More recently, the connections between cybercriminal groups and the Russian intelligence apparatus have expanded from staffing to operations. DiMaggio points to the analysis of two campaigns at the end of 2020 as an example.
Before SolarWinds: A Cyber Crime
Citing research done by the company TruSec, DiMaggio notes that in October of that year, EvilCorp used ransomware to compromise what is described as a “major corporation.” Two months later, the Silverfish cyber espionage group hacked the same organization. That group is believed to have conducted the colossal SolarWinds attack, which The Justice Department has attributed to the Russians.
Analyst1 said that a close analysis of the two attacks – one attributed to EvilCorp, the other to Silverfish – reveals several similarities. The Silverfish actors – alleged by the U.S. government to be Russian intelligence – followed the same, unique attack pattern as the earlier EvilCorp actors. That included everything from the Internet domains used for command and control and data exfiltration, to the “hands-on-keyboard” behavior of the threat actors within the environment to the scripts, tooling and malware beacons and other “IOCs” (or indicators of compromise). “They were exactly the same,” DiMaggio told The Security Ledger.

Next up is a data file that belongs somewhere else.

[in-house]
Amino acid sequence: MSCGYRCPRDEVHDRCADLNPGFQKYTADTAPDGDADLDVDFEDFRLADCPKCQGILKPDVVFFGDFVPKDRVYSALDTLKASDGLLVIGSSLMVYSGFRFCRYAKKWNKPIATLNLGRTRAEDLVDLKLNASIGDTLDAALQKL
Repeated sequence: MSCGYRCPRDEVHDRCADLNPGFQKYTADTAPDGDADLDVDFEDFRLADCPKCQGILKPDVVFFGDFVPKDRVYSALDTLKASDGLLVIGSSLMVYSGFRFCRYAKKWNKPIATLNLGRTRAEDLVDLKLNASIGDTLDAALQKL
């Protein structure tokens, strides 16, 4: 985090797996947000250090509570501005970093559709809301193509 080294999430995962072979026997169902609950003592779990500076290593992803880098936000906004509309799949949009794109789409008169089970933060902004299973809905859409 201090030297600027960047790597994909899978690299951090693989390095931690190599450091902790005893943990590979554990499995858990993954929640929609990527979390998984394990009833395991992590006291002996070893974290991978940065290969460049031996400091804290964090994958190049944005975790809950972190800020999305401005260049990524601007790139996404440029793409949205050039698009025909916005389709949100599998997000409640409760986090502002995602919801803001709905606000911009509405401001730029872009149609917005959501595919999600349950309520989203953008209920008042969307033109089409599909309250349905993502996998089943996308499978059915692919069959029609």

Still, the coincidence of the ransomware attack and the SolarWinds compromise allowed the Russian Government to have plausible deniability that they were not behind the espionage operations, because the face of the attack was a criminal entity, according to DiMaggio.
Talented Engineers Turned To Crime
As offensive cyber operations have become part and parcel of Russian spycraft and the country’s foreign policy, the country’s intelligence agencies have refined their operations, as well. While Russian military and intelligence organizations have a reputation for working in silos, the relationship between groups like the SVR, FSB, and GRU appears to be well-coordinated, DiMaggio said.
Information gleaned from criminal indictments related to the 2016 hack of the Democratic National Committee, for example, suggest that the Russian SVR has taken on the role of gaining initial access and “persistence” within target environments before handing it off to operational specialists in units like the GRU to plant malware, exfiltrate data and so on. That division of labor is still in place, he said.